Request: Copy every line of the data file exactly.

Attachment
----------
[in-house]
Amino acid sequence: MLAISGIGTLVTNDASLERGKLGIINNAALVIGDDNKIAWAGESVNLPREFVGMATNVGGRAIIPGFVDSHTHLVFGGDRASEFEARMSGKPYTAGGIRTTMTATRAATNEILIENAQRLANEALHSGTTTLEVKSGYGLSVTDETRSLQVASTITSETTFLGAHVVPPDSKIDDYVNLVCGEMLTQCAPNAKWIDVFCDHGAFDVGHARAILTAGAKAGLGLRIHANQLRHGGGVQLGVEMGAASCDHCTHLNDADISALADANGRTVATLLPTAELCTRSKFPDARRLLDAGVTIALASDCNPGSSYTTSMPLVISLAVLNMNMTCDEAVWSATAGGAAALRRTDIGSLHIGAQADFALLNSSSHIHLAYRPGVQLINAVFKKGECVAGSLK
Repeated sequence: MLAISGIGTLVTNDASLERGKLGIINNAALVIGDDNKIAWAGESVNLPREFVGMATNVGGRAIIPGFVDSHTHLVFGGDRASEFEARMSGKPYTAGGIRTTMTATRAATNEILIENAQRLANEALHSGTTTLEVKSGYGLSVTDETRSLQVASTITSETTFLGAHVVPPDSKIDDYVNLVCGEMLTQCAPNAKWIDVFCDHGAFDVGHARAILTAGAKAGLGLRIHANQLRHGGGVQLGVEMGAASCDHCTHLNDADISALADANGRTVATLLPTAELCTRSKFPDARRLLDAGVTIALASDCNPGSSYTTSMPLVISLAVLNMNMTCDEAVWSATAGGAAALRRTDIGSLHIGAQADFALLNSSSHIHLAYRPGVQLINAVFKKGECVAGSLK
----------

[in-house]
Amino acid sequence: MLAISGIGTLVTNDASLERGKLGIINNAALVIGDDNKIAWAGESVNLPREFVGMATNVGGRAIIPGFVDSHTHLVFGGDRASEFEARMSGKPYTAGGIRTTMTATRAATNEILIENAQRLANEALHSGTTTLEVKSGYGLSVTDETRSLQVASTITSETTFLGAHVVPPDSKIDDYVNLVCGEMLTQCAPNAKWIDVFCDHGAFDVGHARAILTAGAKAGLGLRIHANQLRHGGGVQLGVEMGAASCDHCTHLNDADISALADANGRTVATLLPTAELCTRSKFPDARRLLDAGVTIALASDCNPGSSYTTSMPLVISLAVLNMNMTCDEAVWSATAGGAAALRRTDIGSLHIGAQADFALLNSSSHIHLAYRPGVQLINAVFKKGECVAGSLK
Repeated sequence: MLAISGIGTLVTNDASLERGKLGIINNAALVIGDDNKIAWAGESVNLPREFVGMATNVGGRAIIPGFVDSHTHLVFGGDRASEFEARMSGKPYTAGGIRTTMTATRAATNEILIENAQRLANEALHSGTTTLEVKSGYGLSVTDETRSLQVASTITSETTFLGAHVVPPDSKIDDYVNLVCGEMLTQCAPNAKWIDVFCDHGAFDVGHARAILTAGAKAGLGLRIHANQLRHGGGVQLGVEMGAASCDHCTHLNDADISALADANGRTVATLLPTAELCTRSKFPDARRLLDAGVTIALASDCNPGSSYTTSMPLVISLAVLNMNMTCDEAVWSATAGGAAALRRTDIGSLHIGAQADFALLNSSSHIHLAYRPGVQLINAVFKKGECVAGSLK